July temperatures average 4.5 degrees below normal in Iowa

State Climatologist Harry Hillaker says this month has been unusually cool for Iowa.

“Not all the numbers are in yet, but it looks like it will probably finish up the fifth coolest July on record in Iowa and that’s among the last 142 years of data,” Hillaker says. “So fifth out of 142 is obviously pretty unusual.”

Average temperatures in July have been about 4.5 degrees cooler than normal, “which isn’t really a lot, I’d guess you’d say when you first look at it, but during the summer months we just typically don’t really have that much variability from year to year as far as summer temperatures go, so that’s pretty unusual,” Hillaker says. “Oddly enough, though, 2009 ranks as our coolest July on record, so you only have to go back five years to find a cooler one than this one.”

Hillaker says so far, the summer of 2014 has been a “rather mild” one.

“There’s still quite a number of places over in northern and eastern Iowa that have yet to reach 90 degrees this year,” Hillaker says. “Still plenty of time for that to happen, but it hasn’t occured yet in places like Burlington and Cedar Rapids, Mason City, Dubuque and probably a number of other places as well.”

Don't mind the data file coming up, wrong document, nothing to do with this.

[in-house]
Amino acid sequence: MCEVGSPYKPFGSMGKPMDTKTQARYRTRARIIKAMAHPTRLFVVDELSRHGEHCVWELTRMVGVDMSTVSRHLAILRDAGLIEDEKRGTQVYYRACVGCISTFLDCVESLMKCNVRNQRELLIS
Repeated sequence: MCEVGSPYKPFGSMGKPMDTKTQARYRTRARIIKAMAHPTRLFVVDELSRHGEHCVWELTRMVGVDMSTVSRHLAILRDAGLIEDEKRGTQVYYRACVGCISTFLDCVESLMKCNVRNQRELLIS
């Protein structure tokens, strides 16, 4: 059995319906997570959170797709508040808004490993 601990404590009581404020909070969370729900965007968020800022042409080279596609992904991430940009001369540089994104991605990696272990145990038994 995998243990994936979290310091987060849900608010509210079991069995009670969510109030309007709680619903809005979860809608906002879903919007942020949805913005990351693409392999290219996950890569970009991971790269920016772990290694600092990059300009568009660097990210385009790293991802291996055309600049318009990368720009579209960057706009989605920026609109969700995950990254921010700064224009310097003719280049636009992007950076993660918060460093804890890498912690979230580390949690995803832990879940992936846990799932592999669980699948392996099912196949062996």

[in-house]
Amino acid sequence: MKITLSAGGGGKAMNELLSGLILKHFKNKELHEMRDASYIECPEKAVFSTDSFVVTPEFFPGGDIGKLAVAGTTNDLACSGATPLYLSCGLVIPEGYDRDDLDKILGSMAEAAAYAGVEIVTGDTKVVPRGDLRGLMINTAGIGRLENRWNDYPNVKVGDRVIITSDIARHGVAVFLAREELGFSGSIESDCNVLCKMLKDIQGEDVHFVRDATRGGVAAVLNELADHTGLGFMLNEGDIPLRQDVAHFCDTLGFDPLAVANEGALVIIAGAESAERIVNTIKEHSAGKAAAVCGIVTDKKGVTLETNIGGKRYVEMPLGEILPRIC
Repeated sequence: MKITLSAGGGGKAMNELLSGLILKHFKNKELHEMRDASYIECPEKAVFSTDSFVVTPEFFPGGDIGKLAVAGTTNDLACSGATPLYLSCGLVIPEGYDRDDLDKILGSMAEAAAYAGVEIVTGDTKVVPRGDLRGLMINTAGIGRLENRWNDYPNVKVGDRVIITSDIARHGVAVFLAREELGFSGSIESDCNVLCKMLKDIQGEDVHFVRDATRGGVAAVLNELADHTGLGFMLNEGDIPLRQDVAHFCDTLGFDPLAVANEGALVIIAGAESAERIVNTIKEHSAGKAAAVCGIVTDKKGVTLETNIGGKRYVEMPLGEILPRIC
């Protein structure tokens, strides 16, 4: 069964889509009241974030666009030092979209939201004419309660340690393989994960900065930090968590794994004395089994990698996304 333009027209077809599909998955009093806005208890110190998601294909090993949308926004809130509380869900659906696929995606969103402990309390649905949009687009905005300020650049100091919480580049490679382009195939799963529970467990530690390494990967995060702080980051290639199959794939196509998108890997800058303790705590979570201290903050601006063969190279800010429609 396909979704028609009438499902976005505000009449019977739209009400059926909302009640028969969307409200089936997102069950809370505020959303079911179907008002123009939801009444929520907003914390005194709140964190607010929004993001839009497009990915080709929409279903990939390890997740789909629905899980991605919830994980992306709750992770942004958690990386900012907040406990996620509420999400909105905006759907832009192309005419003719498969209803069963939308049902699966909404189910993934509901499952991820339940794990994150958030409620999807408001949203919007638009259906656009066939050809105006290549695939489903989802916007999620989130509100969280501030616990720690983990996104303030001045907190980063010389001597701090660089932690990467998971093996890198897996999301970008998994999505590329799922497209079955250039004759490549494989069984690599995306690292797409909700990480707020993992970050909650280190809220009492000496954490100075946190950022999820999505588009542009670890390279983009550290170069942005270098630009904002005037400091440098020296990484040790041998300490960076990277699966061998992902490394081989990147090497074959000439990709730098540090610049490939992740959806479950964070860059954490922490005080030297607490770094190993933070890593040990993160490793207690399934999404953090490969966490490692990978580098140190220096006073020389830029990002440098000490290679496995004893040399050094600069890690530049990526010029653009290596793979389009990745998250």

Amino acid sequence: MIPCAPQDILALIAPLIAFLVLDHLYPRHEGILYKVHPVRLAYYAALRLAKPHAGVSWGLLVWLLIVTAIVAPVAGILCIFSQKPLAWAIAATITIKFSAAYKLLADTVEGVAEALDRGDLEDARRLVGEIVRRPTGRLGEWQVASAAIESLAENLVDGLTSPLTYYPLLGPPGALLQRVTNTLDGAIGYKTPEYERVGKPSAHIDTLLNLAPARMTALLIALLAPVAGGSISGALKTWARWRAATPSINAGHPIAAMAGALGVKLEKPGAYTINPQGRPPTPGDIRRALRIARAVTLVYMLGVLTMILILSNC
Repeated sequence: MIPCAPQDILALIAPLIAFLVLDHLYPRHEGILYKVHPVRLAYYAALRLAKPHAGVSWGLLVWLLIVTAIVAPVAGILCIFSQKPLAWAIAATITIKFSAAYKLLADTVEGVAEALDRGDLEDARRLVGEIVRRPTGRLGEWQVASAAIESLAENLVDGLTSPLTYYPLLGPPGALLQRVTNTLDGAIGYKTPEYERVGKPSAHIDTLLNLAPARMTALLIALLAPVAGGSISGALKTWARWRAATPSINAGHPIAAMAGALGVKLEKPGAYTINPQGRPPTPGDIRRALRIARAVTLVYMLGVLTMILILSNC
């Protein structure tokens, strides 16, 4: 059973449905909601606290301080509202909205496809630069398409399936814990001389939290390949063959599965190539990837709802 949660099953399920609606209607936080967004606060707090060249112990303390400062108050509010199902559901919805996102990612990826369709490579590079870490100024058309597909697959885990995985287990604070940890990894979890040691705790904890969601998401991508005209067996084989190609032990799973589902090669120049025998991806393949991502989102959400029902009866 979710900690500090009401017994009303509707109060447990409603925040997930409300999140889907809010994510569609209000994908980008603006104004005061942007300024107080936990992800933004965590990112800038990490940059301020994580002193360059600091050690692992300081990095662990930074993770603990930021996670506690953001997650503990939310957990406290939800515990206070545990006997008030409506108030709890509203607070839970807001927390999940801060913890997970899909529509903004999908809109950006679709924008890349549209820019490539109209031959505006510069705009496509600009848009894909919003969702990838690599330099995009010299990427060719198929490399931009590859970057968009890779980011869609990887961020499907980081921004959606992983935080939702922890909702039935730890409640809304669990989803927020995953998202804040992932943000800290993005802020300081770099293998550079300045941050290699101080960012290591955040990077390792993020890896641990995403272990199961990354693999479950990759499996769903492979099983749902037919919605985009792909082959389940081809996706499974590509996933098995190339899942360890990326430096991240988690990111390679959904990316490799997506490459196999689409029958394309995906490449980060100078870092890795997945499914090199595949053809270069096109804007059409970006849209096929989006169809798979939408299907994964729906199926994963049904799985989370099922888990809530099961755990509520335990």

After a fairly wet June, rainfall has been sporadic and Hillaker says it’s been relatively dry for the past three to four weeks.

“Crops, for the most part, are progressing pretty well as far as seasonality, not really behind in development, so not any big negatives, I guess, on the cooler temperatures,” Hillaker says. “…We’d just like to see some more rainfall than what we’ve been getting.”

Far northern Iowa is “quite a bit dry” according to Hillaker, who says the statewide average for rainfall is more than an inch below what’s normal for July.

About Chris Berg 4749 Articles
Chris was born and raised in Webster City, IA. As a young kid, he would always be caught singing along to songs on the radio. He says he's good at karaoke but we think otherwise. ;) In his free time, he enjoys beginning new projects at home and hardly ever finishing them. Chris lives in Charles City with his wife Vicki and a daughter Brynlee.